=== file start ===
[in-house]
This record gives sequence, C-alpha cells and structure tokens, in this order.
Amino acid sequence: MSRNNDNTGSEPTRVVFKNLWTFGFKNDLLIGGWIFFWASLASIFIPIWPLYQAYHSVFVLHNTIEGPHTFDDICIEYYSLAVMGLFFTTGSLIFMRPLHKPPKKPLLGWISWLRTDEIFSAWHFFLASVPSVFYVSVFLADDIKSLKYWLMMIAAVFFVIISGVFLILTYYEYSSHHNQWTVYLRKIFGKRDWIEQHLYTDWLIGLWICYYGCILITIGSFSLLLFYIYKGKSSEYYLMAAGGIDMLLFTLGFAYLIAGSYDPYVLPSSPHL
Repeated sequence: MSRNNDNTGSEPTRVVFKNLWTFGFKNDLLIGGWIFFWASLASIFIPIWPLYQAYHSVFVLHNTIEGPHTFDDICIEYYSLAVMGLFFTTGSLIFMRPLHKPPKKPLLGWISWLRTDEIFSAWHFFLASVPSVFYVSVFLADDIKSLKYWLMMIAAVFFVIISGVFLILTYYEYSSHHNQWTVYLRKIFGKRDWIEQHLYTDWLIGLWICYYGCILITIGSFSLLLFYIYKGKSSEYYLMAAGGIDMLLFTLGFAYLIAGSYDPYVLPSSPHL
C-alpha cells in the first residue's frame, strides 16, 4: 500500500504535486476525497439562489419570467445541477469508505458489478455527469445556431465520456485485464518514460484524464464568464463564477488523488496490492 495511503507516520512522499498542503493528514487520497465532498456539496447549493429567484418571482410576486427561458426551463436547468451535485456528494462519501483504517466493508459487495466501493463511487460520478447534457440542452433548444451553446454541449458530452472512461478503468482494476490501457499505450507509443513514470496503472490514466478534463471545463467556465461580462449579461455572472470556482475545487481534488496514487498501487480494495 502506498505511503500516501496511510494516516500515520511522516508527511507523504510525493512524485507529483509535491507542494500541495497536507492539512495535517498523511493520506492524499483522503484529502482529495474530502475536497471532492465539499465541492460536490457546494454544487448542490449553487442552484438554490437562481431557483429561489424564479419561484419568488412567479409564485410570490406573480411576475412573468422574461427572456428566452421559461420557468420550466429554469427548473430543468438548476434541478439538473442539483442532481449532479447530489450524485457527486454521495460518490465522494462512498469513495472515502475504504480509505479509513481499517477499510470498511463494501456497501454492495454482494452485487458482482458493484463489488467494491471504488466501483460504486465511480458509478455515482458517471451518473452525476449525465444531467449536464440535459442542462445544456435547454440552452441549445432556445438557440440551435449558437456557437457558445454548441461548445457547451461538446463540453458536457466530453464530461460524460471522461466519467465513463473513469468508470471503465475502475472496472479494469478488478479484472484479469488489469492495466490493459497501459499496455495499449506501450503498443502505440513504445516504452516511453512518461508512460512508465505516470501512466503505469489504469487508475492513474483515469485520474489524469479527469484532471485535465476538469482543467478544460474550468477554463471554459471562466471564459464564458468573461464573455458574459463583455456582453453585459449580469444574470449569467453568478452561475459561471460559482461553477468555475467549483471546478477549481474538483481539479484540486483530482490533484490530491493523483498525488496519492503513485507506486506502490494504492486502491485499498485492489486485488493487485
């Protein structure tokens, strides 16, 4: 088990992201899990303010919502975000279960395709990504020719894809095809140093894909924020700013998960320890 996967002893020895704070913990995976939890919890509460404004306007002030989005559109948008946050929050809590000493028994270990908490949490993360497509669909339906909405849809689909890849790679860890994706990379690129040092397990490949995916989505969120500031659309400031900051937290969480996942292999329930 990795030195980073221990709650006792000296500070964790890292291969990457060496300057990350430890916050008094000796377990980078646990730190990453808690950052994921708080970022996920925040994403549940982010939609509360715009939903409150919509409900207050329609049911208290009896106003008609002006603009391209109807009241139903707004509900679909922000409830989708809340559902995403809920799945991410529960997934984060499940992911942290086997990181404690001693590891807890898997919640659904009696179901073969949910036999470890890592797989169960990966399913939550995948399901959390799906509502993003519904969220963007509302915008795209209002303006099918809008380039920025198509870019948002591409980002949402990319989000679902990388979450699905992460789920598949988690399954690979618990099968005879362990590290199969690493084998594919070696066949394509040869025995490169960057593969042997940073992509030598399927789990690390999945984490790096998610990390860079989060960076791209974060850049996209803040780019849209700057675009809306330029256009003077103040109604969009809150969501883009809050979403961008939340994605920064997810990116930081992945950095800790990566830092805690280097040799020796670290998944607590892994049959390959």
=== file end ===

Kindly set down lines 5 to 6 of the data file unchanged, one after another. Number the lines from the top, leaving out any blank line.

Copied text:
C-alpha cells in the first residue's frame, strides 16, 4: 500500500504535486476525497439562489419570467445541477469508505458489478455527469445556431465520456485485464518514460484524464464568464463564477488523488496490492 495511503507516520512522499498542503493528514487520497465532498456539496447549493429567484418571482410576486427561458426551463436547468451535485456528494462519501483504517466493508459487495466501493463511487460520478447534457440542452433548444451553446454541449458530452472512461478503468482494476490501457499505450507509443513514470496503472490514466478534463471545463467556465461580462449579461455572472470556482475545487481534488496514487498501487480494495 502506498505511503500516501496511510494516516500515520511522516508527511507523504510525493512524485507529483509535491507542494500541495497536507492539512495535517498523511493520506492524499483522503484529502482529495474530502475536497471532492465539499465541492460536490457546494454544487448542490449553487442552484438554490437562481431557483429561489424564479419561484419568488412567479409564485410570490406573480411576475412573468422574461427572456428566452421559461420557468420550466429554469427548473430543468438548476434541478439538473442539483442532481449532479447530489450524485457527486454521495460518490465522494462512498469513495472515502475504504480509505479509513481499517477499510470498511463494501456497501454492495454482494452485487458482482458493484463489488467494491471504488466501483460504486465511480458509478455515482458517471451518473452525476449525465444531467449536464440535459442542462445544456435547454440552452441549445432556445438557440440551435449558437456557437457558445454548441461548445457547451461538446463540453458536457466530453464530461460524460471522461466519467465513463473513469468508470471503465475502475472496472479494469478488478479484472484479469488489469492495466490493459497501459499496455495499449506501450503498443502505440513504445516504452516511453512518461508512460512508465505516470501512466503505469489504469487508475492513474483515469485520474489524469479527469484532471485535465476538469482543467478544460474550468477554463471554459471562466471564459464564458468573461464573455458574459463583455456582453453585459449580469444574470449569467453568478452561475459561471460559482461553477468555475467549483471546478477549481474538483481539479484540486483530482490533484490530491493523483498525488496519492503513485507506486506502490494504492486502491485499498485492489486485488493487485
């Protein structure tokens, strides 16, 4: 088990992201899990303010919502975000279960395709990504020719894809095809140093894909924020700013998960320890 996967002893020895704070913990995976939890919890509460404004306007002030989005559109948008946050929050809590000493028994270990908490949490993360497509669909339906909405849809689909890849790679860890994706990379690129040092397990490949995916989505969120500031659309400031900051937290969480996942292999329930 990795030195980073221990709650006792000296500070964790890292291969990457060496300057990350430890916050008094000796377990980078646990730190990453808690950052994921708080970022996920925040994403549940982010939609509360715009939903409150919509409900207050329609049911208290009896106003008609002006603009391209109807009241139903707004509900679909922000409830989708809340559902995403809920799945991410529960997934984060499940992911942290086997990181404690001693590891807890898997919640659904009696179901073969949910036999470890890592797989169960990966399913939550995948399901959390799906509502993003519904969220963007509302915008795209209002303006099918809008380039920025198509870019948002591409980002949402990319989000679902990388979450699905992460789920598949988690399954690979618990099968005879362990590290199969690493084998594919070696066949394509040869025995490169960057593969042997940073992509030598399927789990690390999945984490790096998610990390860079989060960076791209974060850049996209803040780019849209700057675009809306330029256009003077103040109604969009809150969501883009809050979403961008939340994605920064997810990116930081992945950095800790990566830092805690280097040799020796670290998944607590892994049959390959």